Because portfolio companies are generally not part of the supply chain of a private investment fund, funds and their managers will not generally be legally responsible for the acts of their portfolio companies. However, in order to protect their investments, fund managers should take active measures to ensure that portfolio companies comply with the provisions of the Modern Slavery Act.

In many respects, protection against supply chain issues is analogous to steps commonly taken to combat risks of bribery and corruption and practical steps that fund managers can take to protect themselves against the risks of their portfolio companies experiencing supply chain issues throughout the lifecycle of an investment include:

  • Adding supply chain issues to the pre-acquisition due diligence process and the ongoing monitoring of investments;

  • Seeking the verification of Section 54 Statements prior to their publication (and even requiring their prior approval);

  • Identifying particular investments that may be especially susceptible to supply chain risk (based on factors such as location and the type of business); and

  • Devising tailored audits (such as site visits, requests for information and means of verifying the information provided) to mitigate the risk of supply chain issues, especially investments that are high-risk.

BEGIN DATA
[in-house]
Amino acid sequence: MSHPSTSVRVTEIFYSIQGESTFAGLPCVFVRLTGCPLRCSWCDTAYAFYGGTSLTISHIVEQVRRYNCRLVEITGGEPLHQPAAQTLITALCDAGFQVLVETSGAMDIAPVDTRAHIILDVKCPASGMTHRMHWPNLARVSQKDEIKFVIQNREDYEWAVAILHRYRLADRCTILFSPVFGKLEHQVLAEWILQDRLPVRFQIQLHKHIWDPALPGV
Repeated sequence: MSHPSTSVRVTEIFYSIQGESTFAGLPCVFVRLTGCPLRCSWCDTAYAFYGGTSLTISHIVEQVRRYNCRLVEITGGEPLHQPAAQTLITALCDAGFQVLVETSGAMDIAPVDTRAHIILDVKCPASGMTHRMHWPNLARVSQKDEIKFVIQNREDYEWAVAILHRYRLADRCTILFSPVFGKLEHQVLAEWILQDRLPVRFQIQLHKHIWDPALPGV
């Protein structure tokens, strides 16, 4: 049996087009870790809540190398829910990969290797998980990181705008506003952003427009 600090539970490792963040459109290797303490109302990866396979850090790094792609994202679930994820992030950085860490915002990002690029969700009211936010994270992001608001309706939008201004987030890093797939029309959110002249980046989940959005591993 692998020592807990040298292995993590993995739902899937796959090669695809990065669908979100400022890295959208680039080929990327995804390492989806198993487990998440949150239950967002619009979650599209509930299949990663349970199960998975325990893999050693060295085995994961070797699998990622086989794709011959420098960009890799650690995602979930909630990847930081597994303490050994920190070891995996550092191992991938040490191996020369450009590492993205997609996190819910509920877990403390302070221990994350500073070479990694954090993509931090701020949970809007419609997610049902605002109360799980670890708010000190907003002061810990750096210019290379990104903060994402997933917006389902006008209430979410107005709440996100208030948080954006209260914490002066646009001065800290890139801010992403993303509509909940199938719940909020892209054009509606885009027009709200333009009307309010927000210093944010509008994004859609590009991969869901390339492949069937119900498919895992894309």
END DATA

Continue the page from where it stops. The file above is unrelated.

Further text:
© 2022 Proskauer Rose LLP. National Law Review, Volume VI, Number 157

About this Author

Daniel Ornstein, Litigation Attorney, Proskauer Law FIrm

Dan Ornstein leads our London labor and employment team and is a co-head of our International Labor & Employment Group. He has over 15 years of experience dealing with a broad range of UK and international employment issues. Dan is a go-to advisor for clients who rely on his sophisticated advice both on day-to-day matters and high-stakes situations. Dan is ranked in Chambers UK, which describes him as "incredibly analytical", "incredibly intelligent and an excellent sounding board” and someone who “displays both empathy and an assured knowledge of the best way to...

Peta Anne Barrow, Special International Labor and Employment Counsel, Proskauer, London Law firm
Special International Labor and Employment Counsel

Peta-Anne Barrow is co-head of the International Privacy & Data Security Group and a member of the Labor & Employment Law Department.

Peta-Anne has extensive labor and employment law experience in the UK and internationally. Contentious work includes Employment Tribunal claims such as unfair dismissal and unlawful discrimination and High Court proceedings such as the enforcement of restrictive covenants and bonus disputes. Non-contentious work includes Board level reorganisations and executive terminations, drafting senior level...

Kelly McMullon, London, Proskauer Rose, Labor Matters Lawyer

Kelly M. McMullon is an associate in the Labor & Employment Law Department and member of the International Labor & Employment Group.

Kelly assists clients in a wide range of contentious and non-contentious labor and employment law matters, including claims for unfair dismissal, discrimination and whistleblowing in a variety of sectors such as asset management, hospitality, retail and information technology.